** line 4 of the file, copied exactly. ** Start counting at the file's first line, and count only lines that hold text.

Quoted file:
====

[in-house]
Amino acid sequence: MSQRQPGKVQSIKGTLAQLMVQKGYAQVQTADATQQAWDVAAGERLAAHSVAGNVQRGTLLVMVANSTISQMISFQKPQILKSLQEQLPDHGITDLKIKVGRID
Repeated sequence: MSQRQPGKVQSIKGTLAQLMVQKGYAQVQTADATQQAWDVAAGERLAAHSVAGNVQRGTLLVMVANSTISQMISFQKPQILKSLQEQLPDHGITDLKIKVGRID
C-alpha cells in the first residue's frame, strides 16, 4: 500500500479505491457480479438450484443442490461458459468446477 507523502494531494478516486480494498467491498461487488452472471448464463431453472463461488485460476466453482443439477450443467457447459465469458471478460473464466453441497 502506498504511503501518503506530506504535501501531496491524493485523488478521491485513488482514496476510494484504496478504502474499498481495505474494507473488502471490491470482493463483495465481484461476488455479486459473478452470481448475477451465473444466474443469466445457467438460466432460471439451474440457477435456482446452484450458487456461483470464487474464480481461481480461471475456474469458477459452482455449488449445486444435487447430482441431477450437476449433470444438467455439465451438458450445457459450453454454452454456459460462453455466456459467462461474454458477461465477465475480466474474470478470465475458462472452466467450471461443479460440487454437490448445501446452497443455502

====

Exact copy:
C-alpha cells in the first residue's frame, strides 16, 4: 500500500479505491457480479438450484443442490461458459468446477 507523502494531494478516486480494498467491498461487488452472471448464463431453472463461488485460476466453482443439477450443467457447459465469458471478460473464466453441497 502506498504511503501518503506530506504535501501531496491524493485523488478521491485513488482514496476510494484504496478504502474499498481495505474494507473488502471490491470482493463483495465481484461476488455479486459473478452470481448475477451465473444466474443469466445457467438460466432460471439451474440457477435456482446452484450458487456461483470464487474464480481461481480461471475456474469458477459452482455449488449445486444435487447430482441431477450437476449433470444438467455439465451438458450445457459450453454454452454456459460462453455466456459467462461474454458477461465477465475480466474474470478470465475458462472452466467450471461443479460440487454437490448445501446452497443455502